Silence is (not always) golden.

Image Continuing my drive to restore old artwork from many moons ago I’ve just opened a new page called ‘Silence is (not always) golden. I produced this booklet in 1993 in support of a Development Worker for Deaf People and it wasn’t until I had done this work that I realised how difficult life could be for people without hearing. In some ways it was something of a wake-up call for me because the message conveyed in the booklet seemed to resonate in my own day job of working with vulnerable adults and children. Today I get the feeling there is still something contemporary about it which I think is another good reason to republish.

https://spailpinfanac.com/silence-is-not-always-golden/

ManBoy Geordie. Memoirs of a child in care.

south-shields-1958A few new readers asked if I would republish my memoirs of life in a children’s home and through foster care. I had taken them off to do a sort of final edit but have put them back on line because of the recent interest. There are four chapters which detail the breakdown of my family, life in a children’s home and my subsequent move into foster care. They were difficult memoirs to write and there have been times when I’ve questioned why I wrote them. I think initially, as a displaced child, I had a great need to make some sort of sense of my life and put things in their proper place. Having worked in the social care profession for 25 years I now know how important life story work is and how healing it can be. I think I somehow had the idea too that my writings might be helpful to others brought up in similar situations and be a catalyst  giving them courage to face their own demons, although I afterwards felt that to be patronising and arrogant.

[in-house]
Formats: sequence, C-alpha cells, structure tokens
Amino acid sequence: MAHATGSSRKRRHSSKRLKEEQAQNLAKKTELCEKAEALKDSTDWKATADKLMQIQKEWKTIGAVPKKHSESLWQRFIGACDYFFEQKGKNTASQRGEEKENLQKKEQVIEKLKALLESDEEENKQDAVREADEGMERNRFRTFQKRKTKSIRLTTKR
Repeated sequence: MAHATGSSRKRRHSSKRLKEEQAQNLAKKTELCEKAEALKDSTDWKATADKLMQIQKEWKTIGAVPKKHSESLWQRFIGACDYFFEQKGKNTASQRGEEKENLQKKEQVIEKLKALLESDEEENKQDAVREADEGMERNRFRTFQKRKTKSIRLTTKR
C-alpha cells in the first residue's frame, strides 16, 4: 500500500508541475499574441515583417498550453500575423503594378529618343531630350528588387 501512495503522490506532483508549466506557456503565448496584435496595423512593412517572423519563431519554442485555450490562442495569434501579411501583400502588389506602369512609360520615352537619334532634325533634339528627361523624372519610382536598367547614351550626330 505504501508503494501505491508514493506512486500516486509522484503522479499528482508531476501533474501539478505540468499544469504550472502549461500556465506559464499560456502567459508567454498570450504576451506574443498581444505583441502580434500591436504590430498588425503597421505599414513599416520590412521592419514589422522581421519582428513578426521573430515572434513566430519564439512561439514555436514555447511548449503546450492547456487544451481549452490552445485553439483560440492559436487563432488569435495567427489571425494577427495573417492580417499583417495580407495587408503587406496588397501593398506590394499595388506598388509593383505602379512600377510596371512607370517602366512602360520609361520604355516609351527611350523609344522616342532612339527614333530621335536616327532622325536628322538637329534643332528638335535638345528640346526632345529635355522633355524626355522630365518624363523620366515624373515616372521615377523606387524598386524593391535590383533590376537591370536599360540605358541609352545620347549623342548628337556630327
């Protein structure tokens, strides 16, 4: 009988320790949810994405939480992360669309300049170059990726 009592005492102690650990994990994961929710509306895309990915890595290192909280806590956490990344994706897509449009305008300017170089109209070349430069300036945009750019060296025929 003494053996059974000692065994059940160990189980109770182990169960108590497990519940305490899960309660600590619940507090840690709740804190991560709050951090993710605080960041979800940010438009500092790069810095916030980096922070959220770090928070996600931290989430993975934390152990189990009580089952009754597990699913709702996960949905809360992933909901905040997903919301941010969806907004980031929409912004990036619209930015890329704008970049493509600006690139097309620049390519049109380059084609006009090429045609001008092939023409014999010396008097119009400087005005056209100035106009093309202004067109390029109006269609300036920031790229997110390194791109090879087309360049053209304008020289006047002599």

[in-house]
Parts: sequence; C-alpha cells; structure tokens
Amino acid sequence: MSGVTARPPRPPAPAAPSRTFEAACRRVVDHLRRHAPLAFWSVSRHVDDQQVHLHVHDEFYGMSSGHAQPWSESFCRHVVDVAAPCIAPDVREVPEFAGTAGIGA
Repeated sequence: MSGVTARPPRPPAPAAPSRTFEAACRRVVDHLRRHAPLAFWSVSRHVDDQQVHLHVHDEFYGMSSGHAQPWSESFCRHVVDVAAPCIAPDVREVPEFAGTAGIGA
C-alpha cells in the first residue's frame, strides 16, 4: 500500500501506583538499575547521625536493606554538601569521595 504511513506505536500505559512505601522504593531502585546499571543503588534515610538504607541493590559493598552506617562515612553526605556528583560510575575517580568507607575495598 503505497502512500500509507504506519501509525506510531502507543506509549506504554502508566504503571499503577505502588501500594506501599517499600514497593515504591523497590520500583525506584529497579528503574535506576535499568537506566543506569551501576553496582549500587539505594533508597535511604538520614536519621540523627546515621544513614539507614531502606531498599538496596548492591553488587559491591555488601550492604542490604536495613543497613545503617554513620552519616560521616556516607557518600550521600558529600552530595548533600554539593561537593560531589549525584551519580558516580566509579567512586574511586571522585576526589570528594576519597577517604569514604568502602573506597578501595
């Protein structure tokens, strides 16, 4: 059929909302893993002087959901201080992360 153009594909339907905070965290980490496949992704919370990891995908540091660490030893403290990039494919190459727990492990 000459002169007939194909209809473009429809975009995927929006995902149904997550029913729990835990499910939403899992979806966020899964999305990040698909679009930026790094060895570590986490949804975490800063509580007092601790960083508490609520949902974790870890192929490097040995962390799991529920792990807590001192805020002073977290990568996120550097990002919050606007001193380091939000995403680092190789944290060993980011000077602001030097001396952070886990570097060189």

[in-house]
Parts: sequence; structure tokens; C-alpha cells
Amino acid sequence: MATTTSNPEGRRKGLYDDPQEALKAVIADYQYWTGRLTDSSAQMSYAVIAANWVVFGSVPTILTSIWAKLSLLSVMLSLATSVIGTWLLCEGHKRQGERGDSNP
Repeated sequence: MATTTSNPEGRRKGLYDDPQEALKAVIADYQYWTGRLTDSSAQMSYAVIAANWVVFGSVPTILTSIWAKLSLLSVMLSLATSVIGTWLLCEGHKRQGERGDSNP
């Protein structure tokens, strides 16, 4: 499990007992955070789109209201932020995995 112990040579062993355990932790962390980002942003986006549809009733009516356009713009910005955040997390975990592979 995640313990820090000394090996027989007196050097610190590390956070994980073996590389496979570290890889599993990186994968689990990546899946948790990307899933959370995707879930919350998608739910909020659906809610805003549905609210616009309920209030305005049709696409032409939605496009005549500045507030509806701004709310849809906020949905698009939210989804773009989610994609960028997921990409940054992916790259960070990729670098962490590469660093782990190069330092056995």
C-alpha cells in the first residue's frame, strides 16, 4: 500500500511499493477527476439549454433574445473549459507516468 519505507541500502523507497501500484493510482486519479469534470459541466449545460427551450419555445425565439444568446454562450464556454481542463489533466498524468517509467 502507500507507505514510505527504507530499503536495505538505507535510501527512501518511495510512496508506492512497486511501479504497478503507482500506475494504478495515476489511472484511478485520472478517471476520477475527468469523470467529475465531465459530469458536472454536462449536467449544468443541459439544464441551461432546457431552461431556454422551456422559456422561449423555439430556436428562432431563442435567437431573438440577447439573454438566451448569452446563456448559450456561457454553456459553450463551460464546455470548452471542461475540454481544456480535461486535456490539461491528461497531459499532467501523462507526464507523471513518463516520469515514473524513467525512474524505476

These days it isn’t unusual to see dozens of books on sale written by people who have had dreadfully abusive childhoods and it’s very easy to become cynical or fed up with hearing people bleating on – and I can equate with that. Readers of this post (or those who read my memoirs) are very welcome to express whatever they feel about my writings; I’m a big boy now, far removed from the vulnerable little man in the photograph. I’m also incredibly strong mentally; probably due in part to having the balls to stare pain straight in the eye because if I’ve learned anything I know that’s what takes it’s power away.

ManBoy Geordie chapters 1 to 4 are here on my website and readers are very welcome to read and comment as they wish